By Barry Svrluga
Washington Post Staff Writer
Thursday, September 8, 2005
It was a mismatch on paper, in the minds of fans and, decidedly, on the field. Dontrelle Willis is on his way to a signature season at just 23, one in which he might lead the Florida Marlins to the playoffs. John Halama has already been cast aside by one team this season, and is only pitching for the Washington Nationals because the team has lost, to injuries or trade or the waiver wire, no fewer than six other starters.
So the announced crowd of 25,702 that filed into RFK Stadium last night was predictably treated to the mundane, a blowout that felt more like a beer-league softball game on the Mall than a key matchup in the chase for the playoffs. The particulars: Willis beat Halama, who couldn't get past Manager Frank Robinson's first-inning hook, and the Nationals wore a path between the bullpen and the mound at RFK in a miserable 12-1 shellacking.
"You want to talk about that debacle?" outfielder Marlon Byrd said. "Tonight? Tonight felt like we were a second-tier team, and they came just to give us a whupping."
The whupping started with Willis, who dominates the Nationals like no other pitcher. He improved to 20-8, lowered his ERA to 2.52, became the first 20-game winner in Marlins history, not to mention the first black player to win 20 games in the majors since Dave Stewart won 22 for Oakland in 1990. It was all there: his high leg kick, his change of speeds -- and, as if those weren't enough, his bat.
In his six innings, Willis allowed only two more hits (four) than he had himself (two). In four at-bats, he singled, doubled, scored twice and drove in a run. Perhaps the Nationals, baseball's lowest-scoring team, could acquire him in a trade -- and have him hit fifth every day.
Halama, by contrast, was granted the opportunity to get a ground-out, allow a single, walk a man, strike out Carlos Delgado, then issue a run-scoring double to Juan Encarnacion. After two outs, five batters and 24 pitches -- 13 of which were balls -- Robinson had seen enough of Halama, who is a National only because the Boston Red Sox cast him aside earlier this summer.
"I didn't like what I saw," Robinson said. "I wasn't going to sit there and wait till he gave the game away in the first inning. You're going to pitch for me, you're going to throw strikes."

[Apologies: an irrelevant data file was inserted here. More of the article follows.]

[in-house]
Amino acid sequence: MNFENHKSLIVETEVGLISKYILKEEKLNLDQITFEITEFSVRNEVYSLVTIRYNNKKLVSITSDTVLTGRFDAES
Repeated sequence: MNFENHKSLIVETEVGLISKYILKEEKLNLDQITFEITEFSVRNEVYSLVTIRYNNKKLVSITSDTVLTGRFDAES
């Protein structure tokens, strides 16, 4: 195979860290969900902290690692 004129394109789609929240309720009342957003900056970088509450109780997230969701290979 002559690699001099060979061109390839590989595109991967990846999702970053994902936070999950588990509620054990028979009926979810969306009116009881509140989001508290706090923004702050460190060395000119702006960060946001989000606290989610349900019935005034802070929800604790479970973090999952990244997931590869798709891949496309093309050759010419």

Except each of the seven pitchers Washington used allowed at least one run. Thus, the Nationals, who seem to face a must-win game every two or three days, stare directly at another one tonight. They are now 3 1/2 games behind the Houston Astros in the wild-card race, and are allowing the Marlins to pull further ahead. They now are just 3-3 on this 10-game homestand that, before it started, was acknowledged as the key to their season.
The good news for the Nationals: John Patterson, one of three remaining starters on the roster, starts tonight at RFK, where he is 6-0 with a 1.76 ERA. "I hope he's got about 12 innings in him," Robinson said.
But the last two nights -- in which the Nationals started one rookie, Darrell Rasner, and one journeyman, Halama, in the heat of a playoff chase -- have served as a stark reminder of all the pitching the Nationals have traded away or lost to waivers. Zach Day, Tomo Ohka, Claudio Vargas and Sun Woo Kim all struggled with Washington. But in these lean days, when the only healthy body they have in return for those four is outfielder Preston Wilson, having even one back would be considered a bonus.
In the two losses to the Marlins, the Nationals used 11 relievers. And all that pressure appeared to finally catch up to what, to this point, has been a stalwart group. Travis Hughes, Jason Bergmann, Gary Majewski, Hector Carrasco and Mike Stanton all appeared in each of the last two games.
"Tonight was something that was bound to happen," lefty Joey Eischen said. "We were bound to get our bell rung."
As it turns out, even Ryan Zimmerman couldn't make a difference. The first-round draft pick got his first start of the season, despite Robinson's declarations of two days prior, when the manager said he wouldn't play the 20-year-old at shortstop because it wouldn't be "fair."
But there Zimmerman was yesterday, playing short. Robinson's explanation for his change of heart: "From day to day, things change."
Then, too, there was the matter of facing Willis, and there were two problems with that. First, he has dominated the league for much of this season. Worse, he has historically trumped the Nationals. He is now 8-2 against the franchise -- be it in Montreal or Washington -- all-time, including 3-0 with a 1.71 ERA this year.
"Sometimes," Robinson said, "certain pitchers just have your number."
So, in part, came the rationalization for sticking Zimmerman in the lineup.
"Why not?" Robinson said. "We don't do anything with this guy anyway."
Zimmerman started well, lashing a one-hop double over the wall in the second off Willis. But by the end of the night, he had committed a pair of errors at short, was retired in his final three at-bats, and was listening to Robinson in the dugout, talking about calming down a bit.
"It was fun," he said. "I wish I could've done a little better."
The only bright spot: a solo homer from career minor leaguer Rick Short, his first in the majors. Other than that? Toss it out. A mismatch, from start to finish. And if the Nationals don't provide a different outcome again tonight, they may not play another meaningful game this season.